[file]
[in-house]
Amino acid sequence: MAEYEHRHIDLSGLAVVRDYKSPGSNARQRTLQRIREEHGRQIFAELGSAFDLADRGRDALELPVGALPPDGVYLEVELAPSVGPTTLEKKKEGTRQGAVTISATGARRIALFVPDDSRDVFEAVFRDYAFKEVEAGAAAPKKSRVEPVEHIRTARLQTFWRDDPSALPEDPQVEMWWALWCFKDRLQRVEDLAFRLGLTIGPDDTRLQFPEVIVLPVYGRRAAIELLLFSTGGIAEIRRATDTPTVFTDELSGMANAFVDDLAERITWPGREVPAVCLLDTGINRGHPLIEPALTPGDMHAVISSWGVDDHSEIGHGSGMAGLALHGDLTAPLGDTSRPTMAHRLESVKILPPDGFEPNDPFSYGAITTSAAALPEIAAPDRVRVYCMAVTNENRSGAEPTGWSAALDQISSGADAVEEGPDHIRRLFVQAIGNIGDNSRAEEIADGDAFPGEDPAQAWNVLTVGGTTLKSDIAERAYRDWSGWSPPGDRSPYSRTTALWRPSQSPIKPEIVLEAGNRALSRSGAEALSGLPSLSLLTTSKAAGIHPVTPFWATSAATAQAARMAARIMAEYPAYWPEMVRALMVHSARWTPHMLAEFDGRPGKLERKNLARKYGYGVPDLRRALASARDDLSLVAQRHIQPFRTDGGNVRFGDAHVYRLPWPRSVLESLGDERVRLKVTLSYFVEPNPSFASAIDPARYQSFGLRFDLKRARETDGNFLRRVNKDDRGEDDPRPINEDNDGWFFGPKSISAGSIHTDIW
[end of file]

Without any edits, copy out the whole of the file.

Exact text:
[in-house]
Amino acid sequence: MAEYEHRHIDLSGLAVVRDYKSPGSNARQRTLQRIREEHGRQIFAELGSAFDLADRGRDALELPVGALPPDGVYLEVELAPSVGPTTLEKKKEGTRQGAVTISATGARRIALFVPDDSRDVFEAVFRDYAFKEVEAGAAAPKKSRVEPVEHIRTARLQTFWRDDPSALPEDPQVEMWWALWCFKDRLQRVEDLAFRLGLTIGPDDTRLQFPEVIVLPVYGRRAAIELLLFSTGGIAEIRRATDTPTVFTDELSGMANAFVDDLAERITWPGREVPAVCLLDTGINRGHPLIEPALTPGDMHAVISSWGVDDHSEIGHGSGMAGLALHGDLTAPLGDTSRPTMAHRLESVKILPPDGFEPNDPFSYGAITTSAAALPEIAAPDRVRVYCMAVTNENRSGAEPTGWSAALDQISSGADAVEEGPDHIRRLFVQAIGNIGDNSRAEEIADGDAFPGEDPAQAWNVLTVGGTTLKSDIAERAYRDWSGWSPPGDRSPYSRTTALWRPSQSPIKPEIVLEAGNRALSRSGAEALSGLPSLSLLTTSKAAGIHPVTPFWATSAATAQAARMAARIMAEYPAYWPEMVRALMVHSARWTPHMLAEFDGRPGKLERKNLARKYGYGVPDLRRALASARDDLSLVAQRHIQPFRTDGGNVRFGDAHVYRLPWPRSVLESLGDERVRLKVTLSYFVEPNPSFASAIDPARYQSFGLRFDLKRARETDGNFLRRVNKDDRGEDDPRPINEDNDGWFFGPKSISAGSIHTDIW